By Ed Smith
One puzzling aspect of the federal budget cuts known as sequestration is that for all the arguing in Washington, D.C., about how they will affect the economy, most Americans have seen little change in their day-to-day lives.
A session at NCSL's Spring Forum on Friday afternoon, however, made clear state lawmakers know the effects are significant and mounting.
During a briefing on how sequestration is affecting states from NCSL's Michael Bird, legislator after legislator brought up concerns they are hearing from their constituents. The list runs the gamut, from Head Start to military spending, from food programs for the elderly to general aviation, from loss of federal jobs to the cancellation of military flyovers at summer festivals.
"The only thing that can stop this is if the Republicans and Democrats, and the White House and Congress, come to some sort of agreement," Bird said, to laughter from the audience. "And you have a huge stake in this."
The downbeat news on how the sequester will affect states followed relatively positive reports on the overall state of the economy and specifically on the state of state budgets.
Alison Felix, an economist with the Denver branch of the Federal Reserve Bank of Kansas City, noted the housing market is rebounding across the country, the labor market is expanding and consumer spending is continuing to hold up,
"We did see growth as we first emerged from the recession from the federal government," she said. "As government generally has pulled back, private industry has filled some of the gap."
But, she warned, that private growth is "facing headwinds from the cutback in federal spending."
At the state level, the outlook has the same blend of positive signs, uncertainty over the strength of the recovery and concern about how federal action will affect states.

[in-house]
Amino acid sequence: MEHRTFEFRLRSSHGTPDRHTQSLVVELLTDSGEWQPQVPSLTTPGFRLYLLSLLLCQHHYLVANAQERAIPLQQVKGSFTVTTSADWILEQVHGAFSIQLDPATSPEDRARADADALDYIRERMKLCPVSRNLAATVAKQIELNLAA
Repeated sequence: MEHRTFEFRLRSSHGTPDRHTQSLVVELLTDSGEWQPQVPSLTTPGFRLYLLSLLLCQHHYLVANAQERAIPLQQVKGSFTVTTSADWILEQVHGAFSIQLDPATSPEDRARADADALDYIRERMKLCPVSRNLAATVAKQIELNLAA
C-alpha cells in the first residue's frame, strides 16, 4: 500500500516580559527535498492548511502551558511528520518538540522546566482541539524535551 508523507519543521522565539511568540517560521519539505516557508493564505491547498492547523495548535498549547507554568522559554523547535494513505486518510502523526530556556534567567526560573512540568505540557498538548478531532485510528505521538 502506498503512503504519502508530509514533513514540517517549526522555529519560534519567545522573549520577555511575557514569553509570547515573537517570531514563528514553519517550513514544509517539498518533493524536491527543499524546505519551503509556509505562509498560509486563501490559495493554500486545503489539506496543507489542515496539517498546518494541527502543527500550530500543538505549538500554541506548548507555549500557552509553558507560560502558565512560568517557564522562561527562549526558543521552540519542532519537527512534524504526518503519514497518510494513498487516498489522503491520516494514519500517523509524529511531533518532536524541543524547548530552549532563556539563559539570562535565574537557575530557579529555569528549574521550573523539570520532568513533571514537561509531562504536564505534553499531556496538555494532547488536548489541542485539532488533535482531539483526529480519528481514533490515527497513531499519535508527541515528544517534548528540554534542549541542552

Corina Eckl, NCSL's director of State Services, pointed to NCSL's latest "State Budget Update," which found "states continue to move along the same path of slow and steady growth that has gradually brought them out of the economic nadir. The general outlook of state officials is one of stability, with a dose of uncertainty."
Even with revenue projections meeting or exceeding expectations in most states, Eckl said, there was plenty of concern about the future.
Lawmakers in the room pointed to several areas of worry aside from the possible effects of the sequester. They included revenues from oil and gas production, which cut both ways depending on your state. In Oklahoma, severance taxes helped the state exceed its revenue projections, while Alaska reported its revenues dropping along with production. Others said that while personal income taxes collections were up in FY 2013, it could be a sign of trouble ahead since many people decided to take capital gains before the end of 2012 because of uncertainty over tax policy.
Another issue "is the 13 states that are failing to meet their sales tax forecast," Eckl said, pointing to that as one of the key concerns in the "State Budget Update."
Lawmakers do have some ways of pushing back against the federal cutbacks, Bird said, mainly by urging their their congressional delegations to back some key measures, such as the Marketplace Fairness Act, which the Senate will vote on Monday. That legislation would offer states some help by collecting up to $23 billion a year in collected revenue on online and other remote sales.
It won't solve all the fiscal woes states face, Bird said, but it's a start.